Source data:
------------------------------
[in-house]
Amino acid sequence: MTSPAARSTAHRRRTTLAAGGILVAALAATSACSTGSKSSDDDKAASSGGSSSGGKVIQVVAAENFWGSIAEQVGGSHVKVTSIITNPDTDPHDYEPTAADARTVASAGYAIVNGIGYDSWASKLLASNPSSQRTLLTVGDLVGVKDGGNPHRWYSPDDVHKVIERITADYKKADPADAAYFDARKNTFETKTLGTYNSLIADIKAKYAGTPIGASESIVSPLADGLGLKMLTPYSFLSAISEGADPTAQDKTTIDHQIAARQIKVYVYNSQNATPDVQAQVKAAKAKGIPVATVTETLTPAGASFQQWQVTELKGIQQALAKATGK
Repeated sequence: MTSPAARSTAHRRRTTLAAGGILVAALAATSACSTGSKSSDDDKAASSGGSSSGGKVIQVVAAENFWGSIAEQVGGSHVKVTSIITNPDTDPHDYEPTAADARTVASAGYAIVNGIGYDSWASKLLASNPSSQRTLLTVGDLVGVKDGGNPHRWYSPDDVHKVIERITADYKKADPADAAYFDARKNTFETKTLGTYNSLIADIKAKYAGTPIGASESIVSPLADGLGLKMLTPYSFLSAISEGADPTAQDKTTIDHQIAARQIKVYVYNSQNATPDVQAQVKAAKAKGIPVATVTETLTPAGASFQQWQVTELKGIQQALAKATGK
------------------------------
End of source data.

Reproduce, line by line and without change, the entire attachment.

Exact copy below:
[in-house]
Amino acid sequence: MTSPAARSTAHRRRTTLAAGGILVAALAATSACSTGSKSSDDDKAASSGGSSSGGKVIQVVAAENFWGSIAEQVGGSHVKVTSIITNPDTDPHDYEPTAADARTVASAGYAIVNGIGYDSWASKLLASNPSSQRTLLTVGDLVGVKDGGNPHRWYSPDDVHKVIERITADYKKADPADAAYFDARKNTFETKTLGTYNSLIADIKAKYAGTPIGASESIVSPLADGLGLKMLTPYSFLSAISEGADPTAQDKTTIDHQIAARQIKVYVYNSQNATPDVQAQVKAAKAKGIPVATVTETLTPAGASFQQWQVTELKGIQQALAKATGK
Repeated sequence: MTSPAARSTAHRRRTTLAAGGILVAALAATSACSTGSKSSDDDKAASSGGSSSGGKVIQVVAAENFWGSIAEQVGGSHVKVTSIITNPDTDPHDYEPTAADARTVASAGYAIVNGIGYDSWASKLLASNPSSQRTLLTVGDLVGVKDGGNPHRWYSPDDVHKVIERITADYKKADPADAAYFDARKNTFETKTLGTYNSLIADIKAKYAGTPIGASESIVSPLADGLGLKMLTPYSFLSAISEGADPTAQDKTTIDHQIAARQIKVYVYNSQNATPDVQAQVKAAKAKGIPVATVTETLTPAGASFQQWQVTELKGIQQALAKATGK